Last updated: 05/6/2019
Author: Addictions.com Medical Review
Reading Time: 3 minutes
Pregnant women are a group that is seriously impacted by addiction, mostly because of the multiple issues that can occur when an individual who is carrying a child uses drugs.
How Are Pregnant Women Impacted By Addiction?
According to the Archives of Women’s Mental Health, “Despite awareness and educational campaigns to reduce the rates of alcohol and drug use in pregnancy, 4% of pregnant women between the ages of 18 and 44 used illicit drugs during pregnancy and 11.8% used alcohol.” And not only is the individual herself affected by drug abuse but the fetus is often extremely affected as well, sometimes in ways that cannot be reversed after the baby is born. In addition, a pregnant individual puts themselves in much more danger abusing drugs than a person who is not pregnant, as so many complications can occur during this time, the likelihoods of which are all intensified as a result of substance abuse.
“Use of some substances can increase the risk of miscarriage,” according to the National Institute on Drug Abuse. The user is also more likely to experience seizures, migraines, and high blood pressure, which can all also affect the baby. Withdrawal and other issues can occur after birth, and long-term issues can also affect the infant, such as fetal alcohol syndrome, which occurs with the abuse of alcohol during pregnancy.
- Some individuals even realize how dangerous substance abuse during pregnancy is but are unable to stop using drugs and alcohol.
- In many cases, heavy drug abusers are likely to be more risky with their behaviors, including sexual activity. This can sometimes lead to unwanted pregnancies in those who are unwilling or unable to stop using, which only intensifies the issues caused by their addiction.
What Are the Signs and Symptoms that a Pregnant Woman Is Using Drugs?
The signs that a pregnant woman is abusing drugs should be taken very seriously, as both the woman’s and the fetus’ wellbeing is at stake. Unfortunately, most of the time, these signs are subtle, as many individuals are ashamed of this behavior. However, if you know that your friend or loved one is abusing drugs, drinking heavily, or smoking while pregnant, it is important to talk to them about the issue.
The signs of substance abuse in pregnant individuals are similar to those in other groups, but individuals who participate in this behavior will often be more likely to want to hide it. They will make excuses to use substances or be very secretive about their use, so much so that you may have to dig deeper into the situation to find out the truth. In addition, their health and the health of the child will also be put in jeopardy, especially if they use consistently and in large doses.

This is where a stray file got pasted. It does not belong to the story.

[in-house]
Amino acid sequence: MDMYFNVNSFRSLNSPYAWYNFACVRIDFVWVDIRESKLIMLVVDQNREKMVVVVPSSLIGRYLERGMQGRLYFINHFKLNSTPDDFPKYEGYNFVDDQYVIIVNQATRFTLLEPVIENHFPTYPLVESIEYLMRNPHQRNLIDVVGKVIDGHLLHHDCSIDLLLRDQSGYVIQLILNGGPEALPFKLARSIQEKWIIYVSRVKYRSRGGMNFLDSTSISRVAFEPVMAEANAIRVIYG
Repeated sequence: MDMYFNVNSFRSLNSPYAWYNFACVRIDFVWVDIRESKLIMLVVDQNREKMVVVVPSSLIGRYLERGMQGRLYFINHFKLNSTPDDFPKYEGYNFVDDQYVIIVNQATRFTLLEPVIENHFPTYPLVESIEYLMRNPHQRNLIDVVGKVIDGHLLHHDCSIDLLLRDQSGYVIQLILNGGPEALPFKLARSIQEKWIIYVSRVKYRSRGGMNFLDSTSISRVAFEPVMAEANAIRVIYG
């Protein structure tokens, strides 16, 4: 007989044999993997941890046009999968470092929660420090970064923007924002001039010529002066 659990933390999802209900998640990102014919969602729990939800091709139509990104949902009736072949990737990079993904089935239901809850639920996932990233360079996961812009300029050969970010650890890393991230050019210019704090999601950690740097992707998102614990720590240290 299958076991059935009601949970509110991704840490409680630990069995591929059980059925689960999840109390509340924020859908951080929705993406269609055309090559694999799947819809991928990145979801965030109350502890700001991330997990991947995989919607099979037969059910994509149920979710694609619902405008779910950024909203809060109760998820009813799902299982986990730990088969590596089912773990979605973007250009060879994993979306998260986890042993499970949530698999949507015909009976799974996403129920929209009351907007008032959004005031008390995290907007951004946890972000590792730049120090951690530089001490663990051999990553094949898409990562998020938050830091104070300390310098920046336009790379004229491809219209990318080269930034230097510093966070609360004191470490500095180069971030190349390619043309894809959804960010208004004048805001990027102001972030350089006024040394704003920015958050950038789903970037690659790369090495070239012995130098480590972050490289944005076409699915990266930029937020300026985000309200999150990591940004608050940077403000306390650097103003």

When Should I Seek Help?
It is important to seek help as soon as possible for someone who is pregnant and using drugs. The longer this goes on, the more dangerous the situation will become for both the mother and child. It is important to seek professional help in this case, as specific issues could occur that may be related to the pregnancy itself.
If you have been using drugs and you are pregnant, it is never too late to seek help. It is important to find a professional treatment program as soon as you can, though, in order to ensure the safest path possible for you and your child.
What Treatment Options Exist for This Group?
According to the NIDA, “Research has established the value of evidence-based treatments for pregnant women (and their babies), including medications.” Some pharmacological approaches are perfectly safe for the fetus and can help the pregnant patient avoid relapse. In addition, behavioral therapies can help immensely in teaching patients coping mechanisms as well as how to avoid triggers, recognize and understand the reasons for their drug abuse, and care for their children once they are born.
Start Your Recovery Today
Substance abuse during pregnancy can be devastating to many lives, especially to the pregnant individual and the unborn child. But with treatment, you can safely recover from this issue and start a better life for you and your child.